Zack:  They don’t do that for CR [College of the Redwoods] students anymore.

Chris:  I know! They inexplicably voted that down, which was so silly… Yeah, I’d like to get that changed, to encourage more people to take advantage of public transportation.

Zack:  Does a higher minimum wage from large retailers and fast-food chains necessarily mean a higher cost-of-living for everyone in the city?

Chris:  Most studies show – the data shows – that it doesn’t. That really, the cost of living increase is far exceeded by the increased revenues in the economy and additional hiring that comes with a more robust economy, so it really offsets the idea that there’s a cost of living increase. Right now, so much of our money goes into paying for services, like you said, for the working poor. We just don’t have an economic system right now that’s truly fair. Because people who are working we’re subsidizing with tax dollars directly, because they don’t make enough to live. It’s keeping people down that way. It’s really hard to ask somebody to be able to give back to their community when you’re forcing them on the fringe. When you’re living paycheck-to-paycheck, and living one medical catastrophe away from bankruptcy… we have to allow people who are working to share in economic prosperity. And when that happens, people are much more willing to give back to their community, to volunteer, for example.

Statewide $13 Minimum Advances in Sacramento (Mark Leno’s Bill)

SACRAMENTO Calif. (Reuters) – Legislation to raise the minimum wage in California squeezed through the Democrat-controlled state Senate on Thursday, potentially adding to existing wage increases set to begin this summer.

The latest measure, authored by Leno, would set the minimum wage at $11.00 an hour starting in 2015 and bump it to $13.00 an hour by 2017. It would also require the minimum wage to be re-assessed annually according to inflation rates starting in 2018.

Chicago Moves Towards $15

At Wednesday’s City Council meeting, they turned up the political heat on Emanuel by introducing an ordinance that would phase in a requirement that Chicago businesses pay their employees $15 an hour.

Companies with more than $50 million in annual revenue would be required to pay $12.50 an hour within 90 days of passage and $15 an hour within a year.

Small- and medium-sized companies would have 15 months to get to $12 an hour, two years to pay $13 an hour, three years to reach $14 an hour and four years to get to $15 an hour. After that, Chicago’s minimum wage would rise annually to match the inflation rate.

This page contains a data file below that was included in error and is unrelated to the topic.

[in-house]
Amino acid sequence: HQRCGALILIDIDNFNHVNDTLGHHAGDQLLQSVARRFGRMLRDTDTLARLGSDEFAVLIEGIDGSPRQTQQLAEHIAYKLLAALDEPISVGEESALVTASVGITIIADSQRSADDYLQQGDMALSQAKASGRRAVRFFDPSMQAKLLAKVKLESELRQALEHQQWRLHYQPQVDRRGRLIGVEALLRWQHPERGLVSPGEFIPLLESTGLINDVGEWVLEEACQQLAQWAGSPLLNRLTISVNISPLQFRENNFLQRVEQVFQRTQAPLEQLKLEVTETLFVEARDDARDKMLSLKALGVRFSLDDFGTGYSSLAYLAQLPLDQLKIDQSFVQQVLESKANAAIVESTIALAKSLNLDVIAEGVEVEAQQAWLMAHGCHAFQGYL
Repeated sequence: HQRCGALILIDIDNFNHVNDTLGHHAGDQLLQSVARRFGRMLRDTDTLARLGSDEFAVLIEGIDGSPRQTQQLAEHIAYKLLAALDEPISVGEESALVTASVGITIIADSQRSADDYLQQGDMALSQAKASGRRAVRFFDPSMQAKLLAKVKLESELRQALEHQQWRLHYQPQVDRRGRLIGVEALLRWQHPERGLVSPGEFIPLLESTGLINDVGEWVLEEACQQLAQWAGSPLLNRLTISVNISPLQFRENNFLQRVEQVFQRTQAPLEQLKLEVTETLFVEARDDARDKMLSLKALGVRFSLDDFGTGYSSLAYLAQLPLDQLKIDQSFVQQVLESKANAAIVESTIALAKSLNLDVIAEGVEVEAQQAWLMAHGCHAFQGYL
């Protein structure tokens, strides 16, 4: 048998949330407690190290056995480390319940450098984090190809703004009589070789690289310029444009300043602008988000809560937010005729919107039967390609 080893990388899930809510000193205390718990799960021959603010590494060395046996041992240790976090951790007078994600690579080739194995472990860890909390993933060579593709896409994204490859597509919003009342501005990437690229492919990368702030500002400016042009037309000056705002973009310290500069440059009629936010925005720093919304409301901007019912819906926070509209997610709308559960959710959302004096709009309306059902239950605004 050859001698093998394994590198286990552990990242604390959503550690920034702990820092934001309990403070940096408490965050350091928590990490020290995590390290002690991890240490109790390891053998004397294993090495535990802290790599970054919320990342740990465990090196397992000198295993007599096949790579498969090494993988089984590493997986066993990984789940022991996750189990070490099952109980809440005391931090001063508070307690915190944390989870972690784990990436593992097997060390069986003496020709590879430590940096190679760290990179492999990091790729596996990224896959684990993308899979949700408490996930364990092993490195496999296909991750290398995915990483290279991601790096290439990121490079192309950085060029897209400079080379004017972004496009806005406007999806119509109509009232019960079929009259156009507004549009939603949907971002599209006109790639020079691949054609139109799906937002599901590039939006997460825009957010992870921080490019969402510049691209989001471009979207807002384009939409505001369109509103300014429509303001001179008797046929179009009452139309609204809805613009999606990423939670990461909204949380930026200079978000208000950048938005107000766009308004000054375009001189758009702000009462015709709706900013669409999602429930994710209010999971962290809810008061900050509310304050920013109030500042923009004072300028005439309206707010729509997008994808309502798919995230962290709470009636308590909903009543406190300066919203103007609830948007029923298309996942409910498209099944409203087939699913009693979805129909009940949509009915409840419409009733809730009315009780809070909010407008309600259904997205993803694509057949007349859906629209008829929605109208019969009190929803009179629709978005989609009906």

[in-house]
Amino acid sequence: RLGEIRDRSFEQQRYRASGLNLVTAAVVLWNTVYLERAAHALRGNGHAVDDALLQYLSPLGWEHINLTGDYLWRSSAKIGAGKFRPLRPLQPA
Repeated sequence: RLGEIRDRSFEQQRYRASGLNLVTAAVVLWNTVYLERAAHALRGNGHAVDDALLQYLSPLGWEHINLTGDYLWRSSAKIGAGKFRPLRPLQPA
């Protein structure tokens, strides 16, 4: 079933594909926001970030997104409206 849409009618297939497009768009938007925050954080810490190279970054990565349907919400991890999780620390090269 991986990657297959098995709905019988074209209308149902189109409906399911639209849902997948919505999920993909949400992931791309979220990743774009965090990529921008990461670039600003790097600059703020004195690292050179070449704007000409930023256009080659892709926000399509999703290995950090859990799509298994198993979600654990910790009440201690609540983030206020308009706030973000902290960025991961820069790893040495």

For waitresses and other employees who rely on tips, the minimum wage would be 70 percent of the full minimum wage.

Fair Wage Folks Meet TONIGHT Tues May 27, @Labor Temple Eureka, 6:15 PM

Look for us upstairs or in the basement.


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Raising Wages In California – Its A Women’s Issue and Will Save Lives

Single Moms Take Note: California Considers Raising the Minimum Wage to $13

Dani McClain on May 23, 2014 – 9:59 AM E



Workers protest for a higher minimum wage. (AP Photo/Jose Luis Magana)

Significantly raising California’s minimum wage could save lives and and improve the health of poor women and the children they raise on their own. That’s according to a new report that examines how a proposal to lift the state’s minimum wage from its current $8 to $13 by 2017 would affect indicators such as hunger, obesity and psychological well-being among the state’s impoverished families.A low minimum wage forces many of these families to rely on Medi-Cal, the state’s Medicaid program, which expanded to include children as part of the Affordable Care Act. According to one study, around 2 million working families in California are enrolled in at least one public assistance program. That accounts for nearly half the state’s public benefits spending. It’s further proof that keeping the minimum wage low means not only hurting the health of the state’s families, but also shifting the high cost of care away from employers to the public.